2 Dec 2020

Giving up on Tauranga

From The Detail, 5:00 am on 2 December 2020

Tauranga's 151,300 residents are without a leader and facing a fiscal hole of $2 billion after a turbulent year marked by bitter infighting among councillors.

Tauranga City Council offices.

Photo: Google Maps

"I think from the outside looking in you could argue the case that the race for the mayoralty never ended," says Waikato Times reporter Matt Shand.

He points out the battle over the leadership is one of many issues that have divided councillors in the months since the election.

Today Shand tells The Detail's Sharon Brettkelly about the resignation of the Mayor Tenby Powell and why the city's leadership is now in the hands of the Minister for Local Government Nanaia Mahuta.

Shand has covered the city council for the last three years including last year's election when Powell stood for mayor. During the campaigning he was taking "a very clear and direct line which was quite combative", he says.

"Behind the scenes it was very ugly. Myself and I believe other journalists, we were getting a lot of muckraking, lots of phone calls from people trying to point out personal flaws in certain candidates, there was a lot of stuff that was completely irrelevant to an election campaign and very nasty things were being said about people behind the scenes which I think still echoes," he says.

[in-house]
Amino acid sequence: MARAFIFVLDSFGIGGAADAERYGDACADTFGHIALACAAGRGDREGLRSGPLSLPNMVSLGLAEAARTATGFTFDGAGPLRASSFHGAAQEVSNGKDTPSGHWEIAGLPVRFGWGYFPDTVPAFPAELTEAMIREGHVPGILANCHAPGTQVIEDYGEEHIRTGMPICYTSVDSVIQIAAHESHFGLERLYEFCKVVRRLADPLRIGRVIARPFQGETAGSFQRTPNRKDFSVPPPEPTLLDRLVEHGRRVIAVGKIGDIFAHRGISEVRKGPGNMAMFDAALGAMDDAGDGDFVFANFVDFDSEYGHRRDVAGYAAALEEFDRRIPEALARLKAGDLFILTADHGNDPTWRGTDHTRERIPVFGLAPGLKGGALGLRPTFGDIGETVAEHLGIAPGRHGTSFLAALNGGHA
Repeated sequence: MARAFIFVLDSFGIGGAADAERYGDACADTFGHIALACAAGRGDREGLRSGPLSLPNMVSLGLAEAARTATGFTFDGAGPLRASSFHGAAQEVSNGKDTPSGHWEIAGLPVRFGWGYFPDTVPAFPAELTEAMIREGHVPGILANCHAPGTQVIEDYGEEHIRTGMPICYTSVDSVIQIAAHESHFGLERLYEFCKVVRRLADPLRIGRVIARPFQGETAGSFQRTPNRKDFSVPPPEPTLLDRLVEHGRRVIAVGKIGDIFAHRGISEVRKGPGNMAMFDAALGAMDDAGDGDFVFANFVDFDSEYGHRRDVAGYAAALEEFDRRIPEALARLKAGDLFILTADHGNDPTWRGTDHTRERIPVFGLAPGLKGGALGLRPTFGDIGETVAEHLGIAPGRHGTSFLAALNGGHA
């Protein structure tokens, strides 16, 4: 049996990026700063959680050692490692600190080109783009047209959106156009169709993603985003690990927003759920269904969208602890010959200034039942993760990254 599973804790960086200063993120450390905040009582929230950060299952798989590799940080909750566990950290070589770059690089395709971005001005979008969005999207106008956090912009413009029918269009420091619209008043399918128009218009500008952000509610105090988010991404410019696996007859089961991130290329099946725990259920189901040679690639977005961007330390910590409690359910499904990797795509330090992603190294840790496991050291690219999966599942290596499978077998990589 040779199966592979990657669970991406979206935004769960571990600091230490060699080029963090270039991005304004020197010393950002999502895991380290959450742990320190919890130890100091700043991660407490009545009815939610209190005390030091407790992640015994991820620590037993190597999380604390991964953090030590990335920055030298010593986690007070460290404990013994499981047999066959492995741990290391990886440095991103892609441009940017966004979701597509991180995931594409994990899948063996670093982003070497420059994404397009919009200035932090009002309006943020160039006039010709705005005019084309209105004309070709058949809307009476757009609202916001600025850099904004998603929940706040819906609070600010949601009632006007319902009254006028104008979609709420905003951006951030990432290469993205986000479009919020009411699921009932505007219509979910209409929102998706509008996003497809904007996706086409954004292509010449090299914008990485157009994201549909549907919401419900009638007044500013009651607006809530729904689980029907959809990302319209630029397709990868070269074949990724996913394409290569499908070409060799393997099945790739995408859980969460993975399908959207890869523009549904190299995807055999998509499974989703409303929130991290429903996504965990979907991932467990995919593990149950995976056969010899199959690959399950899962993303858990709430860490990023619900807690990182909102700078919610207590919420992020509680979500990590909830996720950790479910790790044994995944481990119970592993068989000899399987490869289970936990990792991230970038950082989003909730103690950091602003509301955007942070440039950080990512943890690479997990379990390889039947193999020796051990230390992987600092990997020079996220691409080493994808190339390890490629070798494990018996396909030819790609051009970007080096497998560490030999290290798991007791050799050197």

But the squabbling did not stop when the election was over, with a group of six councillors later ousting the deputy mayor, Larry Baldock in a coup.

Correspondence across all the councillors, released under the Local Government Official Information Act (LGOIMA), revealed petty and nasty personal messages by email, text and phone.

"That revealed people calling people spineless cowards, references to Judas, it revealed that there was a discussion about trying to remove Tenby (Powell) from his position...and a much deeper understanding of this plot to get rid of the deputy mayor, laced with childish comments from people making fun of the clothes people wear, down to that petty level."

"It really showed, I think as well, as the childish nature of the way some of these councillors were behaving; it definitely showed that there was a massive fracturing between the two groups of councillors."

After the messages were made public, a team led by independent observer Peter Winder was appointed to review the council and attend meetings, culminating in a report that highlighted governance issues, and dysfunction amongst councillors.

Shand was at the meeting and describes it as surreal as some councillors picked up on grammatical errors and lexicon choices instead of focussing on the damning findings of the report.

"Ironically one of the main findings was there was a glaring lack of self awareness from elected members about the issues they were causing."

Meanwhile Shand explains to The Detail that the city needs money and attention, with a ghost-like CBD where, away from the beautiful beaches, up to 200 shops and businesses are closed and the town is dying.